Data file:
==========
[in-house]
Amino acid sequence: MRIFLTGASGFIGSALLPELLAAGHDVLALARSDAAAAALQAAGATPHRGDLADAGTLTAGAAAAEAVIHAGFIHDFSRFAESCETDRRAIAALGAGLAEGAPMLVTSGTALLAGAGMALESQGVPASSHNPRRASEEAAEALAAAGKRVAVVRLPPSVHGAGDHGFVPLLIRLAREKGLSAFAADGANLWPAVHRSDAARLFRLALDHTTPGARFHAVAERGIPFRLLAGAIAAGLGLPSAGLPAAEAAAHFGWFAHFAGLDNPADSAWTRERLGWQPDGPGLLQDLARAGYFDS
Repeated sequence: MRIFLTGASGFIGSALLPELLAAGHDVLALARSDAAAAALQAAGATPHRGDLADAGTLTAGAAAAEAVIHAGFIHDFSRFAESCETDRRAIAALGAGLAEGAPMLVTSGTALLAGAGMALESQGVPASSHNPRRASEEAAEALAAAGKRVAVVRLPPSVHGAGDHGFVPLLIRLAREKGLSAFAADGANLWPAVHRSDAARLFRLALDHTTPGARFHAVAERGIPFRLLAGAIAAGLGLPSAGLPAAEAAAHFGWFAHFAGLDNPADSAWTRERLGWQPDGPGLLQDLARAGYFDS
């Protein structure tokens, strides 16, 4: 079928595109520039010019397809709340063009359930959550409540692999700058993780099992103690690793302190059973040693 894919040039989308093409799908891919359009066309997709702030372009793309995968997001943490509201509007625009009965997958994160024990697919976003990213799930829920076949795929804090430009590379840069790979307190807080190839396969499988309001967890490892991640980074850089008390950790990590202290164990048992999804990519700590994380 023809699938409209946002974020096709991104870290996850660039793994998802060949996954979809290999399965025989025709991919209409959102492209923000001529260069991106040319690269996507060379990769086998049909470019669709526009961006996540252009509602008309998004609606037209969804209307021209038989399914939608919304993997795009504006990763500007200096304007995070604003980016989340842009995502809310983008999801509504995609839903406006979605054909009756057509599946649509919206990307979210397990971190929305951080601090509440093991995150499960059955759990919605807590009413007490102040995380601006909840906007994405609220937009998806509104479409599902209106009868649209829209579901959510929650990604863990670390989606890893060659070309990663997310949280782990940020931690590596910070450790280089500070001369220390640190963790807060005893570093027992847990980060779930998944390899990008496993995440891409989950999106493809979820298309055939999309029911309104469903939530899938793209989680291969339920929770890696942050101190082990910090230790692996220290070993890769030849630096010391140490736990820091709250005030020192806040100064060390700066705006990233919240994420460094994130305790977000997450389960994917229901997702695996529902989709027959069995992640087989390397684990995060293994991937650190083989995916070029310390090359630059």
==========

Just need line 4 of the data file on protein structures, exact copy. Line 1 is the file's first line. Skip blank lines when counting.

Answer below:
């Protein structure tokens, strides 16, 4: 079928595109520039010019397809709340063009359930959550409540692999700058993780099992103690690793302190059973040693 894919040039989308093409799908891919359009066309997709702030372009793309995968997001943490509201509007625009009965997958994160024990697919976003990213799930829920076949795929804090430009590379840069790979307190807080190839396969499988309001967890490892991640980074850089008390950790990590202290164990048992999804990519700590994380 023809699938409209946002974020096709991104870290996850660039793994998802060949996954979809290999399965025989025709991919209409959102492209923000001529260069991106040319690269996507060379990769086998049909470019669709526009961006996540252009509602008309998004609606037209969804209307021209038989399914939608919304993997795009504006990763500007200096304007995070604003980016989340842009995502809310983008999801509504995609839903406006979605054909009756057509599946649509919206990307979210397990971190929305951080601090509440093991995150499960059955759990919605807590009413007490102040995380601006909840906007994405609220937009998806509104479409599902209106009868649209829209579901959510929650990604863990670390989606890893060659070309990663997310949280782990940020931690590596910070450790280089500070001369220390640190963790807060005893570093027992847990980060779930998944390899990008496993995440891409989950999106493809979820298309055939999309029911309104469903939530899938793209989680291969339920929770890696942050101190082990910090230790692996220290070993890769030849630096010391140490736990820091709250005030020192806040100064060390700066705006990233919240994420460094994130305790977000997450389960994917229901997702695996529902989709027959069995992640087989390397684990995060293994991937650190083989995916070029310390090359630059």